Yes, the World Wants Your Startup To Fail
Yesterday, I had coffee with a friend who is the founder of a pretty early startup. Her company is doing well, but still has a ways to go. It’s promising, a little bit past minimum viable, but just short of traction.
As we discussed her plans and progress and problems, it started to become obvious that she was more than a little worked up.
When she started talking about a prospective customer deal that was now some two months between handshake and signed contract, she exploded, angrily taking out the prospective customer, their understanding of her tech, and even their understanding of their own business model.
Then the frustration of a year’s worth of trying to get an inspired business idea off the ground bubbled over into a litany of speculation, accusation, and conspiracy. Everyone was against her.
Negative energy is the wrong kind of energy
Make no mistake, when you’re running a startup, it really is you against the world. Most of the time we entrepreneurs find that a romantic notion, and a certain kind of fuel.
But while being the underdog can be a huge source of motivation, the fact that you’re never on a level playing field can wear on you over time. Suddenly, that chip on your shoulder turns into a boulder, and moxie and pluck quickly melt into frustration and anger.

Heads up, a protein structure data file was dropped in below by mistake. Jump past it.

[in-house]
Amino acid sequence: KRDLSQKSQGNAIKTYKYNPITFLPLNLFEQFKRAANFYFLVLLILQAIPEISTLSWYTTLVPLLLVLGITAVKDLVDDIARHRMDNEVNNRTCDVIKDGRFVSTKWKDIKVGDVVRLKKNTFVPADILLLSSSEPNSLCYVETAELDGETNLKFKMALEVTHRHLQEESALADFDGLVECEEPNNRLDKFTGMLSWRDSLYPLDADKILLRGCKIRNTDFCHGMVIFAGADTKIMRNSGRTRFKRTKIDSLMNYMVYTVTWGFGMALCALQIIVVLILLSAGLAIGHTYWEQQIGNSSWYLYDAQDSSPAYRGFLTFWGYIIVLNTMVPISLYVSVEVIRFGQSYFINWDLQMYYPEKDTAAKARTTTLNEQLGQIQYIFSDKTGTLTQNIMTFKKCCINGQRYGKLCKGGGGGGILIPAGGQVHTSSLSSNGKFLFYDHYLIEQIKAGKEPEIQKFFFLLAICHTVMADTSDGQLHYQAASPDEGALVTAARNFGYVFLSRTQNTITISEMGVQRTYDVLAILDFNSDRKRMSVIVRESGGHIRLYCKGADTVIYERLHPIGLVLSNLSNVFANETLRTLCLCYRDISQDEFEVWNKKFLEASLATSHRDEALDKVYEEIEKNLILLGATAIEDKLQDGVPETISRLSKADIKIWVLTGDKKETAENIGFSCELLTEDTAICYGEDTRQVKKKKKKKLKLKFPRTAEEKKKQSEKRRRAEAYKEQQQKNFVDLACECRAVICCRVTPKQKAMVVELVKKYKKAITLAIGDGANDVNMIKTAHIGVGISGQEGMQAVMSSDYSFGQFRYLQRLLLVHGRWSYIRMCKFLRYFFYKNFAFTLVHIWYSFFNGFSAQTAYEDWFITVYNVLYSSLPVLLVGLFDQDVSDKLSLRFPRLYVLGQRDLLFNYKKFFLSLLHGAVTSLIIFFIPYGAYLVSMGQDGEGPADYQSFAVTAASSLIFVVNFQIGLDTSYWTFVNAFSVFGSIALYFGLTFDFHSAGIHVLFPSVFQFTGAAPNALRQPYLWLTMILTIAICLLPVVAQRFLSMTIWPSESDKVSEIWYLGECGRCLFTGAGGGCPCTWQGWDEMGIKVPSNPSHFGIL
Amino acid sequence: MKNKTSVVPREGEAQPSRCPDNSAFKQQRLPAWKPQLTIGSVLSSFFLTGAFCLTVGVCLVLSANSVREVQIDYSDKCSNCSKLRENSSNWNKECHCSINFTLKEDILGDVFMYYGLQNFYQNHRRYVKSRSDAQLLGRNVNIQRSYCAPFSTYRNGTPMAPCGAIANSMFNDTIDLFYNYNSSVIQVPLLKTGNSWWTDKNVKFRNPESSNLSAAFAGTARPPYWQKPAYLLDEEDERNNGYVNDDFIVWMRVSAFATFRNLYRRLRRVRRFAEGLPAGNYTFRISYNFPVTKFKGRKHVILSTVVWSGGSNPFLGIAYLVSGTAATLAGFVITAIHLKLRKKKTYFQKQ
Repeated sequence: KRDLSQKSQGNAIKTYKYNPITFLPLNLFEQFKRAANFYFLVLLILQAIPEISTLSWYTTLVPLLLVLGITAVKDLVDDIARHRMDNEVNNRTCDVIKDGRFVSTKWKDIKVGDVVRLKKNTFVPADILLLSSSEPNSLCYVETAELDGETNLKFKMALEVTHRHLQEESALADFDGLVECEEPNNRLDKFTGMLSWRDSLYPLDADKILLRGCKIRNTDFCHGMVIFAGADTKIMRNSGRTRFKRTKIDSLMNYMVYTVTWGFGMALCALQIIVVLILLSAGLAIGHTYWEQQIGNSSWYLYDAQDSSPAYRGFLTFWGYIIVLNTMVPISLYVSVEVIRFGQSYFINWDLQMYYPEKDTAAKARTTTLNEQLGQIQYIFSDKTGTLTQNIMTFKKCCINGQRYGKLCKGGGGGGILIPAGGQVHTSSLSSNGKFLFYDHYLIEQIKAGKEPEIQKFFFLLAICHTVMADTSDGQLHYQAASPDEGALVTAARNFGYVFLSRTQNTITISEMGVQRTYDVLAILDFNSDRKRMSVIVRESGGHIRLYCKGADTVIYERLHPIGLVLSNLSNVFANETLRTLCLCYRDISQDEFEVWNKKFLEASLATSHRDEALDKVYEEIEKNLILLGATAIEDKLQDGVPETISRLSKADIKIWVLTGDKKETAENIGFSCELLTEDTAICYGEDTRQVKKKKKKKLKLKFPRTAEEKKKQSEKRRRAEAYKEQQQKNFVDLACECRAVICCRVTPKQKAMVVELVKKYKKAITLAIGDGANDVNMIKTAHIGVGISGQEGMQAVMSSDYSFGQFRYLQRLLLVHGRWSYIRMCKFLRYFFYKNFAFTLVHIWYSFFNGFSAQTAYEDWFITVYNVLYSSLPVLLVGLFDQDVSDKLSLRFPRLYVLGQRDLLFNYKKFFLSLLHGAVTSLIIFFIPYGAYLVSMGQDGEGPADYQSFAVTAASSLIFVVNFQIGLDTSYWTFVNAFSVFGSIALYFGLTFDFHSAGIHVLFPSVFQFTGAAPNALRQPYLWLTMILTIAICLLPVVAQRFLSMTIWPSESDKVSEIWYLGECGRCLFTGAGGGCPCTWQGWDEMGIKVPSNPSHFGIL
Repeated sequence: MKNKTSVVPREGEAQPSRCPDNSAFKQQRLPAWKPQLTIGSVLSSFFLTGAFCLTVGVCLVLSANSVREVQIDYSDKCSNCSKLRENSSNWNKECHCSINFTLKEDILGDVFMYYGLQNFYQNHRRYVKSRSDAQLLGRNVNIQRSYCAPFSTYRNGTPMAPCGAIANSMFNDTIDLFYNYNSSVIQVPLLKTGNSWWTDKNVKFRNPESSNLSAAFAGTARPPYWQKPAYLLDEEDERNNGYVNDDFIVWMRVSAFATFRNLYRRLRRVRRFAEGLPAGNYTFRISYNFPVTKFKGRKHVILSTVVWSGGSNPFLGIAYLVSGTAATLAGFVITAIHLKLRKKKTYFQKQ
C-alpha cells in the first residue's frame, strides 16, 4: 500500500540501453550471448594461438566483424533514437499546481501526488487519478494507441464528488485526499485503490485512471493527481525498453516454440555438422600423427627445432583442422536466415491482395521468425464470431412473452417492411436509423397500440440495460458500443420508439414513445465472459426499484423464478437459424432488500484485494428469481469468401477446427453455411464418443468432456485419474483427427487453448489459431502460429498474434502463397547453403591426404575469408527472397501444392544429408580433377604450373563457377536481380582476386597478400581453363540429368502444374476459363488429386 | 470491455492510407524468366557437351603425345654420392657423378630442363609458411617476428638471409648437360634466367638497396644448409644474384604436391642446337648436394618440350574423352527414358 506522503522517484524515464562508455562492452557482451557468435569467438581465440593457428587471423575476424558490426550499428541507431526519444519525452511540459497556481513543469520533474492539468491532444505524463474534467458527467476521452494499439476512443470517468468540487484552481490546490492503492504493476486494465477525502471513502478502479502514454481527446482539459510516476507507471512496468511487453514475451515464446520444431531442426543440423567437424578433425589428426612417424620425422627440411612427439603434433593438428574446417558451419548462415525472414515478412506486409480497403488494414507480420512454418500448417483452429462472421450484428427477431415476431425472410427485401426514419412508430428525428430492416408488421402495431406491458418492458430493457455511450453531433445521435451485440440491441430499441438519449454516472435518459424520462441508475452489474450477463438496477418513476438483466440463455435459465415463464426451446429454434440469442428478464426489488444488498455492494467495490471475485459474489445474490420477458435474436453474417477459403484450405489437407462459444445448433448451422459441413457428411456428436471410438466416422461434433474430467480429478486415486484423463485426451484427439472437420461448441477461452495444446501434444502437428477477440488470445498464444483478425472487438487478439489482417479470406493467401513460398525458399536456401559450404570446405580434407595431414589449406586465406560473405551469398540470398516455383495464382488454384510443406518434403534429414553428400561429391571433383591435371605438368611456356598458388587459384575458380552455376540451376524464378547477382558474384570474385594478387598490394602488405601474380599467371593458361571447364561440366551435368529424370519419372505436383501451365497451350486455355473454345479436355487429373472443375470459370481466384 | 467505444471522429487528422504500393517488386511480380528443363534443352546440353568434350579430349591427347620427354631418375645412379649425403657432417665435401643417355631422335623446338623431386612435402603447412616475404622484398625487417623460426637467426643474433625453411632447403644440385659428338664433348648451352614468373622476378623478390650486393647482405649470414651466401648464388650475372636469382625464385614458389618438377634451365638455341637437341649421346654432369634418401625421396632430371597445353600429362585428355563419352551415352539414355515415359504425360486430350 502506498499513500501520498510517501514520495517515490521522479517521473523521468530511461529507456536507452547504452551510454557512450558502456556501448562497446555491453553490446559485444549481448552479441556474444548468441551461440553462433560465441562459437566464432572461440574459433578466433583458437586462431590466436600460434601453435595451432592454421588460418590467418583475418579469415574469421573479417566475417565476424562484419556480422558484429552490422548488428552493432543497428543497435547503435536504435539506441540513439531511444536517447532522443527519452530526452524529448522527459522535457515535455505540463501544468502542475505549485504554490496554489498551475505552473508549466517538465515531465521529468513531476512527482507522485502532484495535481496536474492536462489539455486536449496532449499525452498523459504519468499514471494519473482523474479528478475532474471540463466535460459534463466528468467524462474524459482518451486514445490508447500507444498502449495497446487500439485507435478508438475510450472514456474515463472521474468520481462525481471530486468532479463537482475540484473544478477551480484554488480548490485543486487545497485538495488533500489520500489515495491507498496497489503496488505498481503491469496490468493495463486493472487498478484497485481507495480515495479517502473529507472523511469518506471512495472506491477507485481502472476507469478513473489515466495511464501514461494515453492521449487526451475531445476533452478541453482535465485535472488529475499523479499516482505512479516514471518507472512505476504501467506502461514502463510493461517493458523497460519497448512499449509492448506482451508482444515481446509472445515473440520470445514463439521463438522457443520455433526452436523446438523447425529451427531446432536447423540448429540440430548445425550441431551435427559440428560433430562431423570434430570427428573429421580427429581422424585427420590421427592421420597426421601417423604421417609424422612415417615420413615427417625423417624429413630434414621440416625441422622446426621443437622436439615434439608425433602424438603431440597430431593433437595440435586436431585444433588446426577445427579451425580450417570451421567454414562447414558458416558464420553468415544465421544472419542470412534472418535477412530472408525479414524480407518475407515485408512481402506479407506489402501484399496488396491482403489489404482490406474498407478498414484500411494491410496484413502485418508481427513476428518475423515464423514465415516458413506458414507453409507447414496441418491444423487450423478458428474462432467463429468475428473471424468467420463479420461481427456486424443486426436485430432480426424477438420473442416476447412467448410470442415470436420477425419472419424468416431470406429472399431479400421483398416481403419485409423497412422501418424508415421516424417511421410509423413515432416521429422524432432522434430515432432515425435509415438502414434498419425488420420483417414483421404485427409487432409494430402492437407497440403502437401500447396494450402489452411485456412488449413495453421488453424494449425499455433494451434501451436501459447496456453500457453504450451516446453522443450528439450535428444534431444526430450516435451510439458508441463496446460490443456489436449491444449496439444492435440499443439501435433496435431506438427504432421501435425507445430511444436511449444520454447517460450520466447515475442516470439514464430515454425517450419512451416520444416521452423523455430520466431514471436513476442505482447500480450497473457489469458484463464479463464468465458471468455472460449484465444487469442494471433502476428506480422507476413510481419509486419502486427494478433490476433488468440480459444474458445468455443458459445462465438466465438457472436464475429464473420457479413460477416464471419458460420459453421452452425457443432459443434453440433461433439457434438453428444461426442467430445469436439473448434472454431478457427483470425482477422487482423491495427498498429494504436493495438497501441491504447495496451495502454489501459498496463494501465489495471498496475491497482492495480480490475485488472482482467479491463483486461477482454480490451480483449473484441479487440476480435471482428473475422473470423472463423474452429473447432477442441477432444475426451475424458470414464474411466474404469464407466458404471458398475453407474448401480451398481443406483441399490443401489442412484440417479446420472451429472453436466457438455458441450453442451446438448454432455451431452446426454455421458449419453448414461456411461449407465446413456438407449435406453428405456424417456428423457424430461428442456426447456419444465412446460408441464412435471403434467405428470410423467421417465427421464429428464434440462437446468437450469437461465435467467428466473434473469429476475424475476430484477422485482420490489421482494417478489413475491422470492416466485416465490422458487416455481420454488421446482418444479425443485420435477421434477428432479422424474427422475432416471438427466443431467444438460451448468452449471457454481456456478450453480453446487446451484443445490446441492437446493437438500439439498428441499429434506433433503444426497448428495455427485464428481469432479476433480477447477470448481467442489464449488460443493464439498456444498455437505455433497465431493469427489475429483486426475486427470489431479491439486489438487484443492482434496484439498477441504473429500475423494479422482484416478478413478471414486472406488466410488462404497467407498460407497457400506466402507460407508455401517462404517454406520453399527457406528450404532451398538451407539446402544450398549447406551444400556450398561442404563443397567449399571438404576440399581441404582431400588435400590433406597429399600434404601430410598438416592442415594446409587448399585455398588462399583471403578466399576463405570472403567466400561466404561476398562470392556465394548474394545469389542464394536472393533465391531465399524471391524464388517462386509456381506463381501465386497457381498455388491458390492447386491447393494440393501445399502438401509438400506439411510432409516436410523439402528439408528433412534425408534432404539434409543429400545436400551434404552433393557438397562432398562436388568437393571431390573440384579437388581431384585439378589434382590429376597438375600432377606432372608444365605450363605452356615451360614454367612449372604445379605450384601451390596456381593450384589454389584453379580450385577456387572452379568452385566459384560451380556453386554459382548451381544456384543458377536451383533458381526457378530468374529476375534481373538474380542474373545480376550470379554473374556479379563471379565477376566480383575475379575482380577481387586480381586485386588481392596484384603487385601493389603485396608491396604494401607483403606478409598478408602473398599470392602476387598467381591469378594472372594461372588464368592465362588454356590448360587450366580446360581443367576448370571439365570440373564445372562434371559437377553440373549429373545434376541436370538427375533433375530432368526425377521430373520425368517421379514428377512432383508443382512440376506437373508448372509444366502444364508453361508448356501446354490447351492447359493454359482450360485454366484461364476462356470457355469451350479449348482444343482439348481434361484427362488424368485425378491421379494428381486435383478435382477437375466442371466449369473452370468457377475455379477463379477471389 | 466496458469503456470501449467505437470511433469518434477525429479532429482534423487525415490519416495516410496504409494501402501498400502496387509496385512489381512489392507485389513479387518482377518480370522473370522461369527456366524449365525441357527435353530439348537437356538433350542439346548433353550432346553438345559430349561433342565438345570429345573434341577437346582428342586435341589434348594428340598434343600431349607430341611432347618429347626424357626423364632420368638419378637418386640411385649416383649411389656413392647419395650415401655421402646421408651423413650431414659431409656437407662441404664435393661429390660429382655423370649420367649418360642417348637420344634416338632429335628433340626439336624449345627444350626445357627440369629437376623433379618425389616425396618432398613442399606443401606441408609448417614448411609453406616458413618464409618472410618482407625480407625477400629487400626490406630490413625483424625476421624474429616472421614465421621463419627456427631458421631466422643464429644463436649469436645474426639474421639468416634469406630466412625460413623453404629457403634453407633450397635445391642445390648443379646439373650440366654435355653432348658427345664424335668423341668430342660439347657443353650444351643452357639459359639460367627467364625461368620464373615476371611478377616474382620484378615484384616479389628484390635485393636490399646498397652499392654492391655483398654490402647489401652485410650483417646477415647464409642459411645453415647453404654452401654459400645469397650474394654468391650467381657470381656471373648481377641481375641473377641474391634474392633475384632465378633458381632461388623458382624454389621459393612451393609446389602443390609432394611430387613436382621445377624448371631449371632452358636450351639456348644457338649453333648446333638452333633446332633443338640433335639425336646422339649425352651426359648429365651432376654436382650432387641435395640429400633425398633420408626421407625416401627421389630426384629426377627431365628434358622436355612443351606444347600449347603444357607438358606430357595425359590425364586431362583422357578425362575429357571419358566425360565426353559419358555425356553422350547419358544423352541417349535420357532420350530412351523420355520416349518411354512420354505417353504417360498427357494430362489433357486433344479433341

Negative energy can be a good thing, right up until the moment it isn’t.
Then it’s regret. Or a setback. Or a lawsuit.
Yes, people are going to dismiss you
One thing every entrepreneur has to consider and understand right away is that no matter how good you are or how many successes you have under your belt, you are going to be underestimated from the first time someone meets you until you take your company to IPO, and maybe even after.
OK, I’m being a little over the top there.
But not too far over the top. Without resorting to hyperbole, I can tell you that everyone will always be looking for your next thing — your next sale, your next version, your next milestone, your next raise, your next accomplishment. This never ends.
To realize this is to prepare for it and to use it to your advantage. Let them underestimate, go ahead and underpromise, then overdeliver.
Yes, people are going to take advantage of you
Because you have limited funds and a limited staff and a limited track record, you’re going to have to give every customer and partner and investor a discount.
The hell you do.
But every customer and partner and investor will expect this. It might be that you approached them because they were close by and in your network and so they expect a friends and family price. Or maybe they’re big, you’re small, and even though they need what you’re offering, they can stand the pain of passing on you, while you can’t afford not to take their money.
If you’re in the business of giving stuff away, you’re an idiot. And yes, they kind of think you’re an idiot.
Hold your ground. Make any discount contingent on payment in full the moment you show value, or let them know they can walk away with no hurt feelings.
Yes, other people are going to get breaks for the wrong reasons
When you’re pouring everything you have into something you believe in, it sucks watching someone else get shown the back way in. And as altruistic as we like to think we are, the unfairness of it grates.